GOOD WILL: Both the U.S. and China made showings of good will last week. The U.S. delayed a new round of tariff increases on $250 billion of Chinese imports that would have begun on October 1. China responded by lifting a punitive tariff on various U.S. agricultural products. These are relatively limited gestures, and we will have to watch and see if the goodwill is fleeting or lasting.
WE JUST KEEP SHOPPING: The retail sales figures for August are in, and they surprised to the upside. The value of overall sales rose 0.4% from the prior month, led by motor vehicles and online purchases. August sales were 4.1% higher than one year ago. As long as spending continues like this, it will support a moderate pace of economic growth.
STOCKS RISE: Investors have been preoccupied with the relationship between the U.S. and China, and the up and down drama associated with that trade relationship. So, to no one’s surprise, news about this issue drove U.S. markets once again. This time, it was moderating tensions between the U.S. and China that eased fears about recession and caused U.S. stocks to register gains for the third week in a row. Positive data regarding U.S. retail sales (see above) also helped run markets higher. The S&P 500 is now within 0.6% of its all time high again.
WILL THEY OR WON’T THEY?: The Fed meets September 17-18. The general belief is that the Fed will announce another rate cut. Fed Chair Jerome Powell said last week that he was not forecasting a recession, but he emphasized that the Federal Reserve will continue to act “as appropriate” to keep the expansion on track.
WATCH OIL PRICES: Over the weekend, Yemen’s Houthi rebels conducted drone attacks on Saudi Arabian oil fields. It may take weeks for the country to return to full oil production. The Saudi Arabia stock market is falling over the weekend (it is open on Sunday). Watch for rising oil prices. If the damage is repaired quickly, and there are no more attacks, the affect could be limited. If it takes a while analysts are predicting as much as a $10 per barrel rise.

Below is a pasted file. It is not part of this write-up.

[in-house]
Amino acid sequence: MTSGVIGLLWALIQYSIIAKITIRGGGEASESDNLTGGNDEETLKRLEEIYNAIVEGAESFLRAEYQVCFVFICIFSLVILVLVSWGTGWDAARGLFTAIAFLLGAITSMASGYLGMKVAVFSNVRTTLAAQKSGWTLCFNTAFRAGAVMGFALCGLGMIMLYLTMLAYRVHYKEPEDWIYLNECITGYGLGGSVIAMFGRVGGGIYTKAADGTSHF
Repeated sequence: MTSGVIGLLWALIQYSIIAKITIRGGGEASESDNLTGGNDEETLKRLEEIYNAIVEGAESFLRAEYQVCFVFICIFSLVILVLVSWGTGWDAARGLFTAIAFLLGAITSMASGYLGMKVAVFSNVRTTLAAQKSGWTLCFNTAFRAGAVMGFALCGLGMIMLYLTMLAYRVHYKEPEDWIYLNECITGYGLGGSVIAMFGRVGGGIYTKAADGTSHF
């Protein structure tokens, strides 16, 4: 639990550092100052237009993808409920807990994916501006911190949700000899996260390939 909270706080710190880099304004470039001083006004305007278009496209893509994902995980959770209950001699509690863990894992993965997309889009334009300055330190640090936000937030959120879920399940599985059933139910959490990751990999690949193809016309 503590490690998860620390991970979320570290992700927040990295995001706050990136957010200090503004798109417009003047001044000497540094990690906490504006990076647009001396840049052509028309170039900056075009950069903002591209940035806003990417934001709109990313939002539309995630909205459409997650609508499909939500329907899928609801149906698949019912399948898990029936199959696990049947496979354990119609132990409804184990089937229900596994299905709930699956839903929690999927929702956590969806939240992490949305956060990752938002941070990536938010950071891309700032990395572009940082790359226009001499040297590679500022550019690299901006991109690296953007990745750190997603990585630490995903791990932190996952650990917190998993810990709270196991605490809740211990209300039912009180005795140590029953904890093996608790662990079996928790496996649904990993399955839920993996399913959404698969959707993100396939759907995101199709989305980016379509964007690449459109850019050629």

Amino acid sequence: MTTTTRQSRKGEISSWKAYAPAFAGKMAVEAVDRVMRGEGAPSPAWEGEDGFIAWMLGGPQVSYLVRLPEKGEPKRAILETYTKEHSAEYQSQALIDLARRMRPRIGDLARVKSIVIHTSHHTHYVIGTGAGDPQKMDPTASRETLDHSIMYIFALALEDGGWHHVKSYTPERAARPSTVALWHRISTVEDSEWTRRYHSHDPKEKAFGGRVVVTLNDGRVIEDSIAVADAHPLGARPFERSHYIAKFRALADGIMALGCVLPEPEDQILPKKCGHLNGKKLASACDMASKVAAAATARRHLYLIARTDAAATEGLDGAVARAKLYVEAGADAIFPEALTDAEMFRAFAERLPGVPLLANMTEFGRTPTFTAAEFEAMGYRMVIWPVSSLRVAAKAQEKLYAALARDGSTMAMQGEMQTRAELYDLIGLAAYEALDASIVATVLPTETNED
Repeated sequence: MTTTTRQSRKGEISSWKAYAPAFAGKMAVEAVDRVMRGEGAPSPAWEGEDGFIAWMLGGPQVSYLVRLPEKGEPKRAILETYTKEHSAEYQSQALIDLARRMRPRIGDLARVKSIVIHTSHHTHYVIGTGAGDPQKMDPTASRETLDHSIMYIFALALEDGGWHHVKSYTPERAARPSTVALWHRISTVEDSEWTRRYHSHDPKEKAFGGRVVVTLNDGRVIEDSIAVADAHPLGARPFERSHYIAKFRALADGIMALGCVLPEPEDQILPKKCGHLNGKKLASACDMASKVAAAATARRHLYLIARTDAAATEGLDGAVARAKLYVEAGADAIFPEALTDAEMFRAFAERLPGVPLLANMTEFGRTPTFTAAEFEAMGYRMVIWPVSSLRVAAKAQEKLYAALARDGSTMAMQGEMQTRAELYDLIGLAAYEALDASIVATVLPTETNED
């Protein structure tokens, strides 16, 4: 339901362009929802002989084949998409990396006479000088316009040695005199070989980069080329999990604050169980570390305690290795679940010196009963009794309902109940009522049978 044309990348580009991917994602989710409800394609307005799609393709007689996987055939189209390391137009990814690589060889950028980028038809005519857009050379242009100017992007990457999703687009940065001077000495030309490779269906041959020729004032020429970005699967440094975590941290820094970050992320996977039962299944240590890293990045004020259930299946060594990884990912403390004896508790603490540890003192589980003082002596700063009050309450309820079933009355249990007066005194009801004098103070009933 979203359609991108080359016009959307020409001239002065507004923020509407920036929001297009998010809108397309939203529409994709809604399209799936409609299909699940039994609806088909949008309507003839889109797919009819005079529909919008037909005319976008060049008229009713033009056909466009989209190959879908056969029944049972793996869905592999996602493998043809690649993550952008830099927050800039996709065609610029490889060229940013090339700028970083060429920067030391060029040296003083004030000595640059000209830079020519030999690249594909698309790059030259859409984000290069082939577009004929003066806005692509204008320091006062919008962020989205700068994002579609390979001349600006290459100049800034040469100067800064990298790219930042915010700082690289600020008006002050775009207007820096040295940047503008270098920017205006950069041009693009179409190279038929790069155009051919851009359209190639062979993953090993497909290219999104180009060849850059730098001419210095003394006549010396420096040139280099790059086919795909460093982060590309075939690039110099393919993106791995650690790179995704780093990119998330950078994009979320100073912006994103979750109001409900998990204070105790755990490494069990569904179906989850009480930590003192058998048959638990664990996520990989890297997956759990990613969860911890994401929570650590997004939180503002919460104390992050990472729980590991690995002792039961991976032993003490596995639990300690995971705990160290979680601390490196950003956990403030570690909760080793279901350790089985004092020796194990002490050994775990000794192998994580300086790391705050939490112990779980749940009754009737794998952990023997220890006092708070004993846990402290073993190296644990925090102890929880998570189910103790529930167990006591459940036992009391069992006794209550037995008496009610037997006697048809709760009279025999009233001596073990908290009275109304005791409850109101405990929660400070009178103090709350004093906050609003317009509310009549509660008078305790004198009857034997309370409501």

STRESSED OUT ABOUT MONEY: In a recent survey of Americans aged 25-45, 39% say financial stress has had a negative impact on their health. 35% say financial stress has harmed their relationship with a spouse or “significant other”. 26% said it has affected their performance at work. Compounding the problem is that the cost of health care has prevented these people from getting the help they need to treat these medical issues. Three quarters of respondents stated that they have either delayed seeking medical help (hoping their condition goes away), avoided help altogether due to the high deductibles, or scheduled an appointment and not shown up for fear of the resulting bill. In a similar survey, 69% of Americans over 50 with at least $50,000 in investable savings admitted that one of their top fears in retirement is accumulating too many medical bills. These surveys were conducted by Nationwide Retirement Institute.